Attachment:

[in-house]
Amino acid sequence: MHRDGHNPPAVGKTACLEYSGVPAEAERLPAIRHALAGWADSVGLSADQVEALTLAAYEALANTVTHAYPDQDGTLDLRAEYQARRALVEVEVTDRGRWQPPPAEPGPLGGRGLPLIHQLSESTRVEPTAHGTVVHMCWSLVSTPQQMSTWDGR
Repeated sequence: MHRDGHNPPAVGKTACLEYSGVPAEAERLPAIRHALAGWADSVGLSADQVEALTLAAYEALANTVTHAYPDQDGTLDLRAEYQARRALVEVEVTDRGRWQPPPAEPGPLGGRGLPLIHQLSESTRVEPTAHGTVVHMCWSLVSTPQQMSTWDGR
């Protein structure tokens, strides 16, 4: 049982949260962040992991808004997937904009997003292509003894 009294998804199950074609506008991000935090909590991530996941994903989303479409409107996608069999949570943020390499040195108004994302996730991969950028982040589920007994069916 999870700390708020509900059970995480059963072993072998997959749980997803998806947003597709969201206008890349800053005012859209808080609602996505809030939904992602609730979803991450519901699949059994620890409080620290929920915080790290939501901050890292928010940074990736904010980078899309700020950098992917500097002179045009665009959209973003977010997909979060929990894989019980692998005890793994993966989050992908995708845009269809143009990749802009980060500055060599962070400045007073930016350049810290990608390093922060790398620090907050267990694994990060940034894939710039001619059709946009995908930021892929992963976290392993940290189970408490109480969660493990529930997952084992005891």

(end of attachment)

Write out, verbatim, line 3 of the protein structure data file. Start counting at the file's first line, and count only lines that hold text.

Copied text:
Repeated sequence: MHRDGHNPPAVGKTACLEYSGVPAEAERLPAIRHALAGWADSVGLSADQVEALTLAAYEALANTVTHAYPDQDGTLDLRAEYQARRALVEVEVTDRGRWQPPPAEPGPLGGRGLPLIHQLSESTRVEPTAHGTVVHMCWSLVSTPQQMSTWDGR